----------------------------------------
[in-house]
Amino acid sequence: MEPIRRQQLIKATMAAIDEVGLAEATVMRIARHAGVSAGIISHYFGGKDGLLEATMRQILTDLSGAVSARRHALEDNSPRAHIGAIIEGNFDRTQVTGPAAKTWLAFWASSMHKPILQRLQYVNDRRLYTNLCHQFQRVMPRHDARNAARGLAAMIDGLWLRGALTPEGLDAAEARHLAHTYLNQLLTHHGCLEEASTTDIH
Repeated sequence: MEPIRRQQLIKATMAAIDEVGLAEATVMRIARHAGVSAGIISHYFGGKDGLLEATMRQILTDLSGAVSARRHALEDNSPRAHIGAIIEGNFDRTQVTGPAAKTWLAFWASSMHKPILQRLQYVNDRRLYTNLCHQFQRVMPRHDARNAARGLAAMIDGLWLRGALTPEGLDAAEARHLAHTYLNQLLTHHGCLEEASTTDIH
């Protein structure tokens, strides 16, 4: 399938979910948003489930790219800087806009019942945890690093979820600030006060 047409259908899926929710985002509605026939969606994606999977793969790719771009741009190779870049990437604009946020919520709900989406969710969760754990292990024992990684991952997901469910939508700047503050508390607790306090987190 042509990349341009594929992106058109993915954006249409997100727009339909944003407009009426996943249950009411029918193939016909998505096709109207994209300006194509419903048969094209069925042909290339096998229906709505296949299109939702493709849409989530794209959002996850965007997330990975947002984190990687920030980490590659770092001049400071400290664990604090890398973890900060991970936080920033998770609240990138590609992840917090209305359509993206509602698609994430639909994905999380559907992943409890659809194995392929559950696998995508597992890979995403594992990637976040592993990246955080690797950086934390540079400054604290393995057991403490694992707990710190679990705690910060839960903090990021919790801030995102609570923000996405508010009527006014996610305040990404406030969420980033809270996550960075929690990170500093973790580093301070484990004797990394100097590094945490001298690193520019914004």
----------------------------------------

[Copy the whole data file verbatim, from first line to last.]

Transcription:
[in-house]
Amino acid sequence: MEPIRRQQLIKATMAAIDEVGLAEATVMRIARHAGVSAGIISHYFGGKDGLLEATMRQILTDLSGAVSARRHALEDNSPRAHIGAIIEGNFDRTQVTGPAAKTWLAFWASSMHKPILQRLQYVNDRRLYTNLCHQFQRVMPRHDARNAARGLAAMIDGLWLRGALTPEGLDAAEARHLAHTYLNQLLTHHGCLEEASTTDIH
Repeated sequence: MEPIRRQQLIKATMAAIDEVGLAEATVMRIARHAGVSAGIISHYFGGKDGLLEATMRQILTDLSGAVSARRHALEDNSPRAHIGAIIEGNFDRTQVTGPAAKTWLAFWASSMHKPILQRLQYVNDRRLYTNLCHQFQRVMPRHDARNAARGLAAMIDGLWLRGALTPEGLDAAEARHLAHTYLNQLLTHHGCLEEASTTDIH
């Protein structure tokens, strides 16, 4: 399938979910948003489930790219800087806009019942945890690093979820600030006060 047409259908899926929710985002509605026939969606994606999977793969790719771009741009190779870049990437604009946020919520709900989406969710969760754990292990024992990684991952997901469910939508700047503050508390607790306090987190 042509990349341009594929992106058109993915954006249409997100727009339909944003407009009426996943249950009411029918193939016909998505096709109207994209300006194509419903048969094209069925042909290339096998229906709505296949299109939702493709849409989530794209959002996850965007997330990975947002984190990687920030980490590659770092001049400071400290664990604090890398973890900060991970936080920033998770609240990138590609992840917090209305359509993206509602698609994430639909994905999380559907992943409890659809194995392929559950696998995508597992890979995403594992990637976040592993990246955080690797950086934390540079400054604290393995057991403490694992707990710190679990705690910060839960903090990021919790801030995102609570923000996405508010009527006014996610305040990404406030969420980033809270996550960075929690990170500093973790580093301070484990004797990394100097590094945490001298690193520019914004």